Sycip leads other men in barong for a purpose
‘Designer Jeannie Goulbourn said her choice of eight gentlemen to model the barong for her latest fundraiser came after a careful study of each individual’s personality.
She described them as “philanthropists,” each with advocacies that Goulbourn feels she can identify with.
All barongs were inspired by details in the paintings of artist Charlie Co, whom Goulbourn chose to feature for Silk Cocoon’s 19th anniversary.
Washington Sycip looked at the intense green barong he was to model, turned around and asked Goulbourn’s staff, “Should I strip in front of you?”
People who know this man so revered in business and industry will not be surprised by such flash of humor. Sycip is known for his wit and youthful charm—at 93.
Sycip did not hesitate to oblige Goulbourn because “she is doing something good for the community, and anything good for the community is good for the country.”
Sycip has chosen education as his advocacy, noting that around three million Filipinos are illiterate. The situation is a cause for concern, he said, because those who cannot read or write are at the highest risk of “selling their votes.”
Sycip remains optimistic about the country. His efforts to support the schooling of some 100,000 out-of-school youth by year’s end should be proof enough.
Ever the jester, Sycip emerged from the dressing room donning a crisp number. He raised his hands to show off the design and blurted out, “I don’t look like I’m 93, no?”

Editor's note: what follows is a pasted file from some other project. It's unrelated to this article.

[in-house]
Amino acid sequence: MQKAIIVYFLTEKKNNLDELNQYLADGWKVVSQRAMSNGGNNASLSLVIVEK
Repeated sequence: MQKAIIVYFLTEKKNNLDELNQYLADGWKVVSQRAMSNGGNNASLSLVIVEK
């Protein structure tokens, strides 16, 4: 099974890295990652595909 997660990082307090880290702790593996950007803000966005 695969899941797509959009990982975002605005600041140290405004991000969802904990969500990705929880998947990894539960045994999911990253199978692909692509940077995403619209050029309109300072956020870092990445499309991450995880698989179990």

George Yang’s card reads Chairman and Founder of Golden Arches Development Corporation—also known as the firm that brought McDonald’s to the Philippines.
What most people do not know is that Yang has trained to be a tenor, a talent he realized just a few years ago while singing karaoke with friends.
He established the Klassikal Music Foundation that scouts for poor but deserving high school graduates with a passion for classical music. The group is sponsoring 30 students enrolled in music-related fields.
Classical music, he said, deserves more attention after it “strengthened his faith in facing difficulties and challenges with a positive attitude.”
His scholars, Yang envisions, would “give joy to people and soothe them of the stresses of their daily endeavors.”
Bobbit Suntay is executive director of the Cancer Resource and Wellness (Carewell) Community, a nonprofit that offers counseling, “fun activities,” support groups and other wellness services for free to cancer patients and their loved ones.